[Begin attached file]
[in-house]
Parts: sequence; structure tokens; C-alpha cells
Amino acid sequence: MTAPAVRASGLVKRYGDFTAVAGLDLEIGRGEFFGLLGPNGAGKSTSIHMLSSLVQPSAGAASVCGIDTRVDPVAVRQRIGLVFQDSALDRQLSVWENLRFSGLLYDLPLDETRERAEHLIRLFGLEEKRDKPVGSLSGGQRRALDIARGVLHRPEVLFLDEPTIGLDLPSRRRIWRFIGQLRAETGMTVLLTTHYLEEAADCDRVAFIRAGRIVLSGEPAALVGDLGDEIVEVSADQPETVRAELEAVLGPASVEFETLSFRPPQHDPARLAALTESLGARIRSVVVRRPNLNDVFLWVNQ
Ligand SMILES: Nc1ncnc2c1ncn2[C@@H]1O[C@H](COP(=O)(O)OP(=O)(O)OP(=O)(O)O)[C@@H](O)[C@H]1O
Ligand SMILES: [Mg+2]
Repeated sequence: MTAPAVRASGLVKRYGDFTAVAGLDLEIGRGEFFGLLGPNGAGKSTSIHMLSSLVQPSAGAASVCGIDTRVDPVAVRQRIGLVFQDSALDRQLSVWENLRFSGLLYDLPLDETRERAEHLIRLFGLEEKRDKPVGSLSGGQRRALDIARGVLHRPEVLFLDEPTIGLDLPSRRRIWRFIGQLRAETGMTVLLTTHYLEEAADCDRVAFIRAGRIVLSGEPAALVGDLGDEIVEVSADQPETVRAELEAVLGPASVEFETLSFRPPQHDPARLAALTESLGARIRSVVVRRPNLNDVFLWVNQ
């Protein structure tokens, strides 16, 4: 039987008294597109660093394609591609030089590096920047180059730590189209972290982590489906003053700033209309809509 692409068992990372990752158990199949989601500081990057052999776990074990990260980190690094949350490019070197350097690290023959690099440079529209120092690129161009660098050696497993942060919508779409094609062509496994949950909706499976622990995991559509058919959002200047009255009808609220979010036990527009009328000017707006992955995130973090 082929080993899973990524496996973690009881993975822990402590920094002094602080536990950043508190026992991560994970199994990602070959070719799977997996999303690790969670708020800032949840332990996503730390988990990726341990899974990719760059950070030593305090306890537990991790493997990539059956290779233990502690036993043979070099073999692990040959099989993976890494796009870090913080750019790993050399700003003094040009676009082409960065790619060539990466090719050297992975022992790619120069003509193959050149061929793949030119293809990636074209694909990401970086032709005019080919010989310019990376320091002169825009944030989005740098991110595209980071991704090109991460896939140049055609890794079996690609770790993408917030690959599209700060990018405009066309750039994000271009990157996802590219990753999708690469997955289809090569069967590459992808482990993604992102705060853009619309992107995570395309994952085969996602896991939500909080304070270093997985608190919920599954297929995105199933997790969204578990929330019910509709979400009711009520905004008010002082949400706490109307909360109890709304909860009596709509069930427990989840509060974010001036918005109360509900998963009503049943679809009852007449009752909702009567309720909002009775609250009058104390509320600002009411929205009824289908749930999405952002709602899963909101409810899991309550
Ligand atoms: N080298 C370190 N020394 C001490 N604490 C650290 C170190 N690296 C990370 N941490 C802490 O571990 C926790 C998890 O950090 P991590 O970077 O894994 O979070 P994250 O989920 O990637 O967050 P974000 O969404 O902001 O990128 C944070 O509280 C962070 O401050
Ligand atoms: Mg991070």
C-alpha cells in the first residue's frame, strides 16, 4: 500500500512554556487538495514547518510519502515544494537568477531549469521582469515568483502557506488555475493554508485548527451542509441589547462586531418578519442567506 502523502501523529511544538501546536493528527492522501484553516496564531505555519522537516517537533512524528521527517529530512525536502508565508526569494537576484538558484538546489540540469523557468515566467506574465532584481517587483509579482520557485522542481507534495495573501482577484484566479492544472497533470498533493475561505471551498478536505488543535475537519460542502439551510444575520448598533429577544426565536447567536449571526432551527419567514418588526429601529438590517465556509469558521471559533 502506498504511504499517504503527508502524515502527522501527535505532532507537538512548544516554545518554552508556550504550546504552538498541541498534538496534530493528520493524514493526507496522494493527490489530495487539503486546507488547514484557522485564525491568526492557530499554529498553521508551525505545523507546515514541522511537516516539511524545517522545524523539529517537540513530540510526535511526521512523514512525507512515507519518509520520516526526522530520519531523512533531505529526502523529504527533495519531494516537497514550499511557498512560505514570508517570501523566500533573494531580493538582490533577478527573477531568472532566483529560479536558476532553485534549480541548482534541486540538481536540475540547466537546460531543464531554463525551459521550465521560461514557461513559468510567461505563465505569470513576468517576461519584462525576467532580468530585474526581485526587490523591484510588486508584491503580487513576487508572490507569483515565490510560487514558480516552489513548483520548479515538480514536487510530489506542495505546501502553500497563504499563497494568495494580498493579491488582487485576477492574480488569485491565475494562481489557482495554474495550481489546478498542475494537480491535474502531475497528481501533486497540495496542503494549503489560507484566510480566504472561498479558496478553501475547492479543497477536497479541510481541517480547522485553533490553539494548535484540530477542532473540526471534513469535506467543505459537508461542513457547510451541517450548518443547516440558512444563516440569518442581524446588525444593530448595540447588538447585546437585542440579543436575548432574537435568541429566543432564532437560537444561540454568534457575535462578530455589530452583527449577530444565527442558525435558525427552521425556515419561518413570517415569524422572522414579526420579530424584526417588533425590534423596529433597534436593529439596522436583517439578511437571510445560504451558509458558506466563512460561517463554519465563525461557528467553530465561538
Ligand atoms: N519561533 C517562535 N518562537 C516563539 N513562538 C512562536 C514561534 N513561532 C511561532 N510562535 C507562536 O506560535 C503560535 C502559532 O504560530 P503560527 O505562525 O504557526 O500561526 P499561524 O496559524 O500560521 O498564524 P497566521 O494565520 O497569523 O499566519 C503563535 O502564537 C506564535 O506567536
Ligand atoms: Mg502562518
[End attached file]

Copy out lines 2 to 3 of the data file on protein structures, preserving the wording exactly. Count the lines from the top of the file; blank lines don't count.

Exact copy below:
Parts: sequence; structure tokens; C-alpha cells
Amino acid sequence: MTAPAVRASGLVKRYGDFTAVAGLDLEIGRGEFFGLLGPNGAGKSTSIHMLSSLVQPSAGAASVCGIDTRVDPVAVRQRIGLVFQDSALDRQLSVWENLRFSGLLYDLPLDETRERAEHLIRLFGLEEKRDKPVGSLSGGQRRALDIARGVLHRPEVLFLDEPTIGLDLPSRRRIWRFIGQLRAETGMTVLLTTHYLEEAADCDRVAFIRAGRIVLSGEPAALVGDLGDEIVEVSADQPETVRAELEAVLGPASVEFETLSFRPPQHDPARLAALTESLGARIRSVVVRRPNLNDVFLWVNQ